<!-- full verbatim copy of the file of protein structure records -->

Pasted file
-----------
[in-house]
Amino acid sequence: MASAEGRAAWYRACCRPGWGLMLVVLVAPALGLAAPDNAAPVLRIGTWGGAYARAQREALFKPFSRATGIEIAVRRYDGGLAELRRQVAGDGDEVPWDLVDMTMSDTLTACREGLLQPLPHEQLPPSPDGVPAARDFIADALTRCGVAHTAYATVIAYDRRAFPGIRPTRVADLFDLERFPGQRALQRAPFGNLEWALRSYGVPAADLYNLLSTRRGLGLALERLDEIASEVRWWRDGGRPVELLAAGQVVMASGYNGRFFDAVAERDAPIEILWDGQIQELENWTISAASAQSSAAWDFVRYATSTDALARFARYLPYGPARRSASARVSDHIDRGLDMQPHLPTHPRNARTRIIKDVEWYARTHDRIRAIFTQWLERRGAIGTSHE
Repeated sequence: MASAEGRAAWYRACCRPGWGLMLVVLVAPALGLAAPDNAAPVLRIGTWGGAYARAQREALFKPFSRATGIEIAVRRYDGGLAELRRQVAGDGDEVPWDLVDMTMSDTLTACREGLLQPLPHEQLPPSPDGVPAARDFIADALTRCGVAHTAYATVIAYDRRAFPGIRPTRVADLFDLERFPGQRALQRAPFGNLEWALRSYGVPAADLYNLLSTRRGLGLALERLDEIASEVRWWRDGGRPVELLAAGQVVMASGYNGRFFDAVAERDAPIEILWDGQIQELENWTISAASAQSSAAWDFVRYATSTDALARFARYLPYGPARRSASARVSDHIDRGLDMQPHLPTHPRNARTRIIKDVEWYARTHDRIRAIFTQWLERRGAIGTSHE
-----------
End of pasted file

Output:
[in-house]
Amino acid sequence: MASAEGRAAWYRACCRPGWGLMLVVLVAPALGLAAPDNAAPVLRIGTWGGAYARAQREALFKPFSRATGIEIAVRRYDGGLAELRRQVAGDGDEVPWDLVDMTMSDTLTACREGLLQPLPHEQLPPSPDGVPAARDFIADALTRCGVAHTAYATVIAYDRRAFPGIRPTRVADLFDLERFPGQRALQRAPFGNLEWALRSYGVPAADLYNLLSTRRGLGLALERLDEIASEVRWWRDGGRPVELLAAGQVVMASGYNGRFFDAVAERDAPIEILWDGQIQELENWTISAASAQSSAAWDFVRYATSTDALARFARYLPYGPARRSASARVSDHIDRGLDMQPHLPTHPRNARTRIIKDVEWYARTHDRIRAIFTQWLERRGAIGTSHE
Repeated sequence: MASAEGRAAWYRACCRPGWGLMLVVLVAPALGLAAPDNAAPVLRIGTWGGAYARAQREALFKPFSRATGIEIAVRRYDGGLAELRRQVAGDGDEVPWDLVDMTMSDTLTACREGLLQPLPHEQLPPSPDGVPAARDFIADALTRCGVAHTAYATVIAYDRRAFPGIRPTRVADLFDLERFPGQRALQRAPFGNLEWALRSYGVPAADLYNLLSTRRGLGLALERLDEIASEVRWWRDGGRPVELLAAGQVVMASGYNGRFFDAVAERDAPIEILWDGQIQELENWTISAASAQSSAAWDFVRYATSTDALARFARYLPYGPARRSASARVSDHIDRGLDMQPHLPTHPRNARTRIIKDVEWYARTHDRIRAIFTQWLERRGAIGTSHE